Opinion: Australia is failing its elderly
This piece was published in The Australian opinion section on 6 August 2019.
You don’t need to be a regular visitor to the Royal Commission into Aged Care Quality and Safety to know that our system is at breaking point. The stories of abuse and neglect emerging on a daily basis from this forensic examination reflect an aged care system that simply can’t cope. It’s outrageous that these people have to wait for the Government to respond to a Royal Commission to have their needs met.
Australia is failing its elderly. Badly. We need action, and we need it now.
Right now our aged care system is on fiscal life support.
Nearly half of all residential aged care facilities are operating at a loss, according to the latest data reported by industry analysts StewartBrown. The picture is even more bleak in rural and remote areas where a staggering 70 per cent of aged care facilities receive insufficient funding to cover the costs of services for these communities. It’s not just the drought ravaging communities in inland Australia.
The Federal Government’s own financing agency reports that aged care expenses are rising steeply, at 5.3 per cent each year, dwarfing an increase in income of just 1.7 per cent. The home care packages program is so grossly underfunded that some people will wait 18 months for the right level of support.
The nation needs a system that is equipped to deal with the demographic wave that is coming.
The UnitingCare network, one of the largest aged care providers – with nearly 100,000 elderly people in our care – like so many others, is caught up in the eye of this perfect storm.
For too long, the most challenging reforms of aged care have been placed in the too-hard basket.
We are hopeful that the Royal Commission will make strong recommendations that meet these challenges once and for all. But there are steps the Government has to take now. Older Australians in need of services cannot wait for the Government to respond when the findings are handed down in 2020, or perhaps even later.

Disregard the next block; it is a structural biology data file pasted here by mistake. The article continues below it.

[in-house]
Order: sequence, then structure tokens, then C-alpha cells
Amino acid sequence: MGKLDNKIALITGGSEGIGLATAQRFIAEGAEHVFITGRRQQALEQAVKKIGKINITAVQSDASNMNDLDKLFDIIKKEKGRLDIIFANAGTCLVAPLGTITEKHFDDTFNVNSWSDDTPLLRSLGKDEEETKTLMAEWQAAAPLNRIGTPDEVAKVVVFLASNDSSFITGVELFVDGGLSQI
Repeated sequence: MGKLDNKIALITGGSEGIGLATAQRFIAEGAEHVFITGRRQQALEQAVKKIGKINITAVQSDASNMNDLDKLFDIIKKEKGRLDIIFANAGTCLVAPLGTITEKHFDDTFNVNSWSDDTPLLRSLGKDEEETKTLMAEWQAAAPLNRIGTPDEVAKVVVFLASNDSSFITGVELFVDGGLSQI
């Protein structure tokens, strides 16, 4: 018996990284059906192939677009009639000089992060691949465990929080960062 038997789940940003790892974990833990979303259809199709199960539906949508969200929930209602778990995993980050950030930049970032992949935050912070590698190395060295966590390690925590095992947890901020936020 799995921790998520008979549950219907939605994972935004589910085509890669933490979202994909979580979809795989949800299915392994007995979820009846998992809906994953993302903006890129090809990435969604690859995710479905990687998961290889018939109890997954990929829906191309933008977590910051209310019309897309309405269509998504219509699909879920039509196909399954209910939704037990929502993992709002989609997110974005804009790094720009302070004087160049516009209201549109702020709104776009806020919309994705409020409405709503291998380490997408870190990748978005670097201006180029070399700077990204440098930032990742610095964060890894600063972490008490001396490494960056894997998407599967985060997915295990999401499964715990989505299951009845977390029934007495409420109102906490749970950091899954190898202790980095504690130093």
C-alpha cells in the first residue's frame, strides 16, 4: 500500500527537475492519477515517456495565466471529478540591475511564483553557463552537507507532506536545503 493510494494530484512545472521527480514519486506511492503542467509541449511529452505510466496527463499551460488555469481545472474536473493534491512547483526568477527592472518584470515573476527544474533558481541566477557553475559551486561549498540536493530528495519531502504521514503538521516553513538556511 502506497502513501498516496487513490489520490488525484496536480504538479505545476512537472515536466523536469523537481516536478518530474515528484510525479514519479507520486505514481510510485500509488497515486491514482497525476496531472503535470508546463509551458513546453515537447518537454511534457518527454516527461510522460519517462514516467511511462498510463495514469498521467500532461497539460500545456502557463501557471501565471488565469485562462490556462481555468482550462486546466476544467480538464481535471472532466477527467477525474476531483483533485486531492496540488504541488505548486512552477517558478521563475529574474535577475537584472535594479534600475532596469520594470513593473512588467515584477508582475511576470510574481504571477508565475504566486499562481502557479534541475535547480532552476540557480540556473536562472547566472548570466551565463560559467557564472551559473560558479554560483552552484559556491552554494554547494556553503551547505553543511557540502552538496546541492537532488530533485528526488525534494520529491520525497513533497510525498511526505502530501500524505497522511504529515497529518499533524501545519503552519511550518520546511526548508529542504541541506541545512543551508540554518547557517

We ask Prime Minister Scott Morrison to build on the leadership he showed last September when he called the Royal Commission, and make aged care an immediate national priority. Enlist the states and territories to work with you on long-term and sustainable policy and actions. Providers are willing and able to act, but we all need to act together, along with communities.
There are key priorities the Morrison Government needs to address now. Firstly, the shortage in home care packages. Secondly, restoring the $3 billion that has been cut from the residential aged care budget over the past decade. These cuts undermine the critical goals of consumer-directed care and the long-term sustainability of the sector. Thirdly, an investment in rural and remote services to address the health disadvantage in these areas.
Finally, but critically, we need significantly more investment in our dedicated workers who are committed to providing the highest level of care. An investment in our workforce is an investment in our elders. It is not a numeric outcome, it is an outcome whereby every person can say I get quality care and services when I need them from people who are knowledgeable, capable and caring. The horror stories emerging from the Royal Commission highlight the impact of a decade of underinvestment, both in our people and in the infrastructure that is required for the future.
Prime Minister, we call on you to spearhead national action in these four areas now and challenge the systemic ageism at play. A first step would to form an Ageing Council under COAG. The ageing of Australia’s population cannot continue to be ignored. It needs an intergovernmental response in the same way as disability or the environment. Ageing is more than a footnote to the health system.
For those who argue the Royal Commission should be allowed to run its course, we agree. However, we do not need to wait until the final report to make changes. The nation cannot afford to wait any longer.
The ageing of the population is a reality. It is equally true that without immediate help, our elders will continue to suffer. The services they depend on run down by a system that has failed to move with the times.
Australia’s aged care system requires an injection of funds, a radical rethink of regulatory functions and structures, innovative thinking on how we can best look after the elderly – and brave political leadership.
As one of the world’s most prosperous nations, Australia can and must do better.
Prime Minister, the time to act is now.
Claerwen Little is the National Director of UnitingCare Australia
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